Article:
budget impasse

flickr/ Pal-Kristian Hamre

The governor describes the stopgap budget as a bridge to reform. But it could also be called an excavator — digging the state’s fiscal hole deeper.

University of Illinois administrators are warning employees that the state could retroactively increase their health insurance premiums. The university system recently held informational meetings at its three campuses in Chicago, Champaign-Urbana and Springfield.

Courtesy of IBHE

During the recent state budget impasse, Illinois colleges and universities have been forced to scrape by without state funding, except for stop gap money designed to keep them open through the fall semester. But that may not satisfy accreditation agencies. James Applegate, director of the Illinois Board of Higher Education, says the Higher Learning Commission may just home in on the fact that Illinois schools are missing what schools in other states have: a solid budget.

Amanda Vinicky

U.S. Sen. Dick Durbin, D-IL, said recent racial killings underscore the need for conversations about race relations and law enforcement, but there are also systemic issues that need more specifically addressed.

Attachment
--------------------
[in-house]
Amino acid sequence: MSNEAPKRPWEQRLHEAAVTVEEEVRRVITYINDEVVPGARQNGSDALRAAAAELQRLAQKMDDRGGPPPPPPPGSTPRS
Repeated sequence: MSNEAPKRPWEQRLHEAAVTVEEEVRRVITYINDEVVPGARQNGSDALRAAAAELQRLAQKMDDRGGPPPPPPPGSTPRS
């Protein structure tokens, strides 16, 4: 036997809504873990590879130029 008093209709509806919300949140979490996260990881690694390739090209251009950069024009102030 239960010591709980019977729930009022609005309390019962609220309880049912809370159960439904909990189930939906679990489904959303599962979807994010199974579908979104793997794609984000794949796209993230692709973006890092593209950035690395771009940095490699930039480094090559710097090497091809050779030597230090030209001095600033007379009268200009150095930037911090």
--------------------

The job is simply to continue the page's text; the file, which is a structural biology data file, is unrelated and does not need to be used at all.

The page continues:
Amanda Vincky at work in her office
CARTER STALEY / NPR ILLINOIS | 91.9 UIS

NPR Illinois' Amanda Vinicky has been reporting on the politics at the Statehouse for about a decade, but this past year has presented a whole new set of challenges. Her stories covering the budget stalemate have been broadcast by multiple Illinois public radio stations and occasionally across the nation. Watch what a day is like covering the capitol with Amanda Vinicky. 

State Week logo (capitol dome)
Brian Mackey / NPR Illinois | 91.9 UIS

Democrats and Republicans came together to approve a partial state budget. It's enough to sustain some government operations through the end of the year, but it's still a long way away from functional government.

It's not often the worlds of state government and hair-care converge - but one Illinois reporter has changed that.

Dusty Rhodes / NPR Illinois/Illinois Issues

Gov. Bruce Rauner has always said schools are his top priority. Last year, he vetoed the budget except for schools. In the stopgap plan negotiated by leaders this week, most services get only six months of funding, but pre-kindergarten through high school grades get a full year. That includes an increase of more than $330 million.

c/o Marvin Lindsey

In an open letter dated June 23rd, Marvin Lindsey writes to Governor Bruce Rauner that the budget impasse has, "...crippled Illinois' behavioral healthcare system." Lindsey is CEO of a non-profit called Community Behavioral Healthcare Association of Illinois.